Celtic have released a statement expressing “regret and sorrow” over child abuse at Celtic Boys Club.

The statement read: “James McCafferty has pled guilty to offences he committed against young people between 1972 and 1996. Celtic Football Club wishes to express its regret and sorrow to those young people.

"McCafferty, who was employed by Celtic Football Club in the mid 1990s, committed these acts many years ago across a number of organisations, and all those who have come forward to report abuse and to give evidence deserve enormous praise for the courage they have shown. We offer our sincere sympathy to those young people, their families and all those involved.

READ MORE: Jailed-ex-Celtic Boys Club manager, Frank Cairney, loses bail bid 

"These are very sensitive issues, particularly for those who suffered abuse. When the allegations were published in the media in 2016, Celtic Football Club encouraged any individuals involved to report all information to the police so that these matters could be investigated fully and the Club continues to encourage any victim of abuse to report these matters to the police.

"Celtic Football Club takes all of its responsibilities seriously, stands by its responsibilities and will continue to do so.    

"The abuse of children has affected many areas of society, including football clubs, sports clubs, youth organisations, educational institutions and religious bodies across Britain.

"Celtic Football Club strongly believes that children and young people involved in football have the right to protection from all forms of harm and abuse and is committed to ensuring this and to promoting their wellbeing through continued cooperation with our children and young people, parents and carers and the relevant authorities.  

"Celtic Football Club was the first club in Scotland to appoint a safeguarding officer, responsible for developing our policies for the protection of young people, and monitoring and reviewing our procedures to ensure they continue to reflect best practice."

Jim McCafferty, a former kitman for Celtic, Hibs and Falkirk, was jailed for six years and nine months for sexually abusing young footballers over two decades. He carried out his abuse on 10 teenage boys between 1972 and 1996.

Mr McCafferty is the third person connect to the former Celtic Boys Club staff after Jim Torbett, 71, its founder, and Frank Cairney, an 83-year-old former coach, were both jailed for sexually abusing youngsters. Some of the abuse took place in the dressing room at Celtic Park.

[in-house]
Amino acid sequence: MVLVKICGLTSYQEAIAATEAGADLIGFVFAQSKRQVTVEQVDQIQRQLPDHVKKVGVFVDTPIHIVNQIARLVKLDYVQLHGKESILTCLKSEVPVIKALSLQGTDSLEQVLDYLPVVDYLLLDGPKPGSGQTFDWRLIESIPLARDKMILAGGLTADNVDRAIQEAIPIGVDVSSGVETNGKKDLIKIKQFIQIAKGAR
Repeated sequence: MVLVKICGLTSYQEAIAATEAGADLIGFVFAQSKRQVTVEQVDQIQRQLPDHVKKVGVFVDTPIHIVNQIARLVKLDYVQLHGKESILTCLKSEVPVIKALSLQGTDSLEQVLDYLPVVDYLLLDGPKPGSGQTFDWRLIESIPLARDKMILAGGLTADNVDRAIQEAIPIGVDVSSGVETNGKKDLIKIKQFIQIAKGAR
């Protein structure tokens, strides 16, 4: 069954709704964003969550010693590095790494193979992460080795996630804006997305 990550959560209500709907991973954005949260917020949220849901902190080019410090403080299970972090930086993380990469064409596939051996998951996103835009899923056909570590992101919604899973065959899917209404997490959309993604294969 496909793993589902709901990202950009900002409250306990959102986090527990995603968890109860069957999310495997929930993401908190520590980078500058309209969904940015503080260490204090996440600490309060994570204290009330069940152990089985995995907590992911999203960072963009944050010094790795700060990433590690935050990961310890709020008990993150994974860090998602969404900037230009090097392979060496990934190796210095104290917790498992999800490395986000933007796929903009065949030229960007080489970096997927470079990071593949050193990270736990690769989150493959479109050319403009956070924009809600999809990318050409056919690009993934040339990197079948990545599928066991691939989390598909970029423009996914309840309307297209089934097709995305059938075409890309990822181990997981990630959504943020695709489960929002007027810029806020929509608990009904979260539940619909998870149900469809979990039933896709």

READ MORE: Celtic may be legally absolved of connection to the Celtic Boys' Club sex abuse scandal . . . but morally they owe a great deal to victims 

Another coach, Gerald King, 66, the former chairman of the boys’ club, was convicted of abusing four boys and a girl while he was employed as a primary school teacher, but was not jailed.

There had been calls for Celtic FC to compensate the victims of paedophiles who used their positions at Celtic Boys Club to prey on children.

MSP James Dornan wrote to Peter Lawwell, Celtic’s chief executive, asking for Celtic to investigate the scandal. The club had expressed sympathy for the victims but insisted that the Boys Club is a separate organisation and not its responsibility.

The SNP MSP called for Celtic to follow the example set by Manchester City by apologising and offering compensation to victims who were sexually abused while in youth teams affiliated to the club saying: “This is a club that prides itself on doing the right thing. They must surely see that these individuals that played for Celtic Boys Club are part of the wider Celtic family.

“They should do what Manchester City did and make some money available to them, but more than that, they should make these people feel like they belong again.”

The English club set up a compensation scheme for sex abuse victims of former youth coach Barry Bennell.

Bennell was convicted last year of 52 offences committed against 12 boys he coached between 1979 and 1991.

Celtic Boys Club was founded in Maryhill in 1966 and renamed St Patrick's Sports Academy in 2018.

Thompsons Solicitors, the firm representing abuse survivors, have previously joined calls for Celtic to accept responsibility. The firm claim to have handled between 10 - 15 cases.